“You’d have to ask them. I don’t. I can tell you that we’ll always have that conversation. As long as we have the ability to give away our work for free, we’ll always have the conversation whether it’s advantageous to do it or not. As I said, I got on the KDP Select gravy train at the right time, and I gave away my book at a time when Amazon was awarding more credits for free downloads than they are now. So I gave away 50,000 copies, and my book got to #1 on the free charts, which a lot of authors have done. When that went back to paid, I sold a lot of books and connected with a lot of readers. So I’m a real believer in free. Now, having said that, in that blog post, I mentioned that free kind of stopped working for me. It was still a little bit effective, but not as effective as it had been. So I started doing different things in order to connect with readers. I didn’t run a free promotion for over a year. I recently did another one, and I was actually pleasantly surprised by the results. The results were very good.”

So, free is still effective?

“Free isn’t as effective as it was, and I went through a period where it totally wasn’t working for me at all, but now it seems to be. Having said that, with any of these promotions, I’ve found, whether it’s a free ppromotion or a Kindle Countdown promotion, it has to be backed up with an ad. You’ve got to have an ad somewhere. We all know the sites that are most effective, and we know what they cost. The more reach that the promotion site has, the more readers that you’re going to connect with. So you do need to pay a little bit of money to promote your book. And it’s kind of ironic; we’re giving books away for free, and we’re paying so that people know they can come and get our free books. But it does indeed work.”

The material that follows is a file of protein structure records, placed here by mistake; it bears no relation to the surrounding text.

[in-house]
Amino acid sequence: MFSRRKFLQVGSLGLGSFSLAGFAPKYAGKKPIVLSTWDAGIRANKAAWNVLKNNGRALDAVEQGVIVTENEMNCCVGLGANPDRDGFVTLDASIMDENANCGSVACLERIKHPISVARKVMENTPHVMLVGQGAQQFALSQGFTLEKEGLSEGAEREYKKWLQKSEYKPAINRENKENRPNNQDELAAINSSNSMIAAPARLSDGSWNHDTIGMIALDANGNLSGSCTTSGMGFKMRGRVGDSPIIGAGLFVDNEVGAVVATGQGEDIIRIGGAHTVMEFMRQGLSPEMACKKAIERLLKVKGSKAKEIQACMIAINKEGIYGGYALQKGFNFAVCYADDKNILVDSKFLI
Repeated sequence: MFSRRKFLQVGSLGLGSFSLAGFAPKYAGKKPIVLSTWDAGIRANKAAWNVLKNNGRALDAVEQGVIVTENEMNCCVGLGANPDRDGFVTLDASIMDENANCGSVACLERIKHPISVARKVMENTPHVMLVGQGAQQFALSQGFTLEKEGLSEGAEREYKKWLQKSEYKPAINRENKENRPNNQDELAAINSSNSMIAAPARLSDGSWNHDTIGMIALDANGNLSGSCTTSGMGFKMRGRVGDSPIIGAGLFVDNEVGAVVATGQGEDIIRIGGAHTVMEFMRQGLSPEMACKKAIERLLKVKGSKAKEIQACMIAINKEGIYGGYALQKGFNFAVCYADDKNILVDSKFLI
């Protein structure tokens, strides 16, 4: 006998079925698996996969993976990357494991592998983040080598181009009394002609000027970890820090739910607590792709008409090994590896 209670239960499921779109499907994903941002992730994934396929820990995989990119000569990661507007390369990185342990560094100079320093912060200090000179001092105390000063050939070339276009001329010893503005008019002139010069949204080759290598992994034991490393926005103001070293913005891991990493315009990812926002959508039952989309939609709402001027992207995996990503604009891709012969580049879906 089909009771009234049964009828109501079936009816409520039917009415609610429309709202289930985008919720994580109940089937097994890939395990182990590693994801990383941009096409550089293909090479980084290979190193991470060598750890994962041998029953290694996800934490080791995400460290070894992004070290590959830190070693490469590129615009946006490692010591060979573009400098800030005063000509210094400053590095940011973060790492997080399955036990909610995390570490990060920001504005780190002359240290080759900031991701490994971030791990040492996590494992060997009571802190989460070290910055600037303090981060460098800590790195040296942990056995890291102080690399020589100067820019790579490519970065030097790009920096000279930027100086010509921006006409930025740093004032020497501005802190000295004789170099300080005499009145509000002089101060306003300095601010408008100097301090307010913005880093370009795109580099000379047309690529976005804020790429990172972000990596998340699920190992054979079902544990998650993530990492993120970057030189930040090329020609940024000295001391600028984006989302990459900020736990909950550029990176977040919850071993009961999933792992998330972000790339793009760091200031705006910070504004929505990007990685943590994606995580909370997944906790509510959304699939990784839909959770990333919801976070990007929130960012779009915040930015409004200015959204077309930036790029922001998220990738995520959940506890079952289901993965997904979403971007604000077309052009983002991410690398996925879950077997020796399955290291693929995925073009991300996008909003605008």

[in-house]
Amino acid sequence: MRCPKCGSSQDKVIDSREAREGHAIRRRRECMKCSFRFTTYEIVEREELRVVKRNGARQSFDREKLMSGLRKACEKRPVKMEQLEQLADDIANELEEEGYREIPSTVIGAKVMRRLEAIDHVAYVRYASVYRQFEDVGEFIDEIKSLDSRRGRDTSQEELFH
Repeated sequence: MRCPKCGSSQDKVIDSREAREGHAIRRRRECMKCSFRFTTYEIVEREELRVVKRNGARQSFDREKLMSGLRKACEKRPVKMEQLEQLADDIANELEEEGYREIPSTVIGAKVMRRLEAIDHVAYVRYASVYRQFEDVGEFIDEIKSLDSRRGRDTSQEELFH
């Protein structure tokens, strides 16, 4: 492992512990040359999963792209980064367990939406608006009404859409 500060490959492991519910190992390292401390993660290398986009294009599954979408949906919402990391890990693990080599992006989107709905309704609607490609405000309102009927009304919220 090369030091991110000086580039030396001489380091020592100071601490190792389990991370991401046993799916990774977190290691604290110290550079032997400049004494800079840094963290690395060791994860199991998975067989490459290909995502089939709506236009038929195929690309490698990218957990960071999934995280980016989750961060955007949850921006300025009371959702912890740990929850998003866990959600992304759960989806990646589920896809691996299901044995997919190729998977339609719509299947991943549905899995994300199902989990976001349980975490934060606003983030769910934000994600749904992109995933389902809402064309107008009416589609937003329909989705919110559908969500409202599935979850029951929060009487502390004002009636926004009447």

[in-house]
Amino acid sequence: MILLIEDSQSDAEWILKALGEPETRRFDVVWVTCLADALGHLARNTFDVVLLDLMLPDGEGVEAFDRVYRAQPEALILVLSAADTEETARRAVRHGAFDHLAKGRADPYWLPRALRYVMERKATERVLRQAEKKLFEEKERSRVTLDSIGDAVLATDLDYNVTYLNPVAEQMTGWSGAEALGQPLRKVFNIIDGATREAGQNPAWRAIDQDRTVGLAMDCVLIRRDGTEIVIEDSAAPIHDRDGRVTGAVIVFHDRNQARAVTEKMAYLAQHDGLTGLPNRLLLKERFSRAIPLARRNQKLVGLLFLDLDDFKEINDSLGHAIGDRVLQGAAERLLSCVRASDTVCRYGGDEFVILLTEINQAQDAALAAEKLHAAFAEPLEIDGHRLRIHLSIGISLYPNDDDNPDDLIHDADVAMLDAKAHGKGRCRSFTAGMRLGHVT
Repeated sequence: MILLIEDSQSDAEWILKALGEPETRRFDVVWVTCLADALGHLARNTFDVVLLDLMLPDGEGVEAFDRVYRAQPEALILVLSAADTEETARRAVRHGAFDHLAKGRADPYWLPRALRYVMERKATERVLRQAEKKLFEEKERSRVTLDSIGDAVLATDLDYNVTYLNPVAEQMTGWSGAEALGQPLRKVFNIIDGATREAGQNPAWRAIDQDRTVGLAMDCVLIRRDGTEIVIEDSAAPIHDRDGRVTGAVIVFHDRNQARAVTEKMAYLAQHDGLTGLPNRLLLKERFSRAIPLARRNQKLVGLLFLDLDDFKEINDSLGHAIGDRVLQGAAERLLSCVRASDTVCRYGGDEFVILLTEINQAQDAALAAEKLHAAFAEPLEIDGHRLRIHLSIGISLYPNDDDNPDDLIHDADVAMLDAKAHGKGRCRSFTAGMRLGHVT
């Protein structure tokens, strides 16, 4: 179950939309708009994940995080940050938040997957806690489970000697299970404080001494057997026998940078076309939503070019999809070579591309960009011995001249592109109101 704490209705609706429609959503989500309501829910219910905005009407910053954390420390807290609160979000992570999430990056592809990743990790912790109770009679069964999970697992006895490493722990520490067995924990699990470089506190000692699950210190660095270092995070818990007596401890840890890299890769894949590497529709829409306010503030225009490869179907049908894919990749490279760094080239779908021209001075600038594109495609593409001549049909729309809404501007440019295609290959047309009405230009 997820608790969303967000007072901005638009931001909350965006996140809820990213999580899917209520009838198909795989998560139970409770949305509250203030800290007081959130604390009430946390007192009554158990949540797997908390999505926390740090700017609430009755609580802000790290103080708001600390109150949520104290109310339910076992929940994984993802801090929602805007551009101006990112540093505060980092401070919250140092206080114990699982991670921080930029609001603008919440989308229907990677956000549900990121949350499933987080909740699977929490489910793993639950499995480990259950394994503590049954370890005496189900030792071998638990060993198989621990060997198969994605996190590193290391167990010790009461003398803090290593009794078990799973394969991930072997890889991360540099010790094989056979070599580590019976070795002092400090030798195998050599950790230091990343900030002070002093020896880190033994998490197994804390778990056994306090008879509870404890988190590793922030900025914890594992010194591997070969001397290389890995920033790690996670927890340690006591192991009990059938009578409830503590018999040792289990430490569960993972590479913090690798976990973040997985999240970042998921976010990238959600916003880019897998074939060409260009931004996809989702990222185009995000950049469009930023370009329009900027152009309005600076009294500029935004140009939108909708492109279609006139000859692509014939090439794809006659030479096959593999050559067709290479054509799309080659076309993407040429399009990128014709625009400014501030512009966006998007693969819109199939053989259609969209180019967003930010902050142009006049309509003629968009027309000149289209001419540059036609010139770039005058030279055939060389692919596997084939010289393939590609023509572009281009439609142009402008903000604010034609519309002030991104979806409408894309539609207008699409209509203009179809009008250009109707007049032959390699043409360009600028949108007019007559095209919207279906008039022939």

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What are your thoughts on Kindle Unlimited?

Martin shared his thoughts on Kindle Unlimited. Don’t miss his key at the end of this quote:

“It’s been good for me. I can tell you that my borrow/KU units have gone through the roof since Kindle Unlimited was announced. And I know it hasn’t hurt my sales; my sales have gone up. Now, my sales have gone up because I spun the wheel and I hit the right promotions over the last 6 weeks, so my sales have gone up anyway. But my borrows have gone through the roof. There’s been days when my borrows have been ridiculously high, and some days they’ve been higher than my sales. The payout for the borrows or Kindle Unlimited units last month was $1.81. Hopefully that goes up even a little bit more. For $1.81 per unit, to have somebody exposed to my book, I think it’s a great deal for authors. So it’s been very good for me.”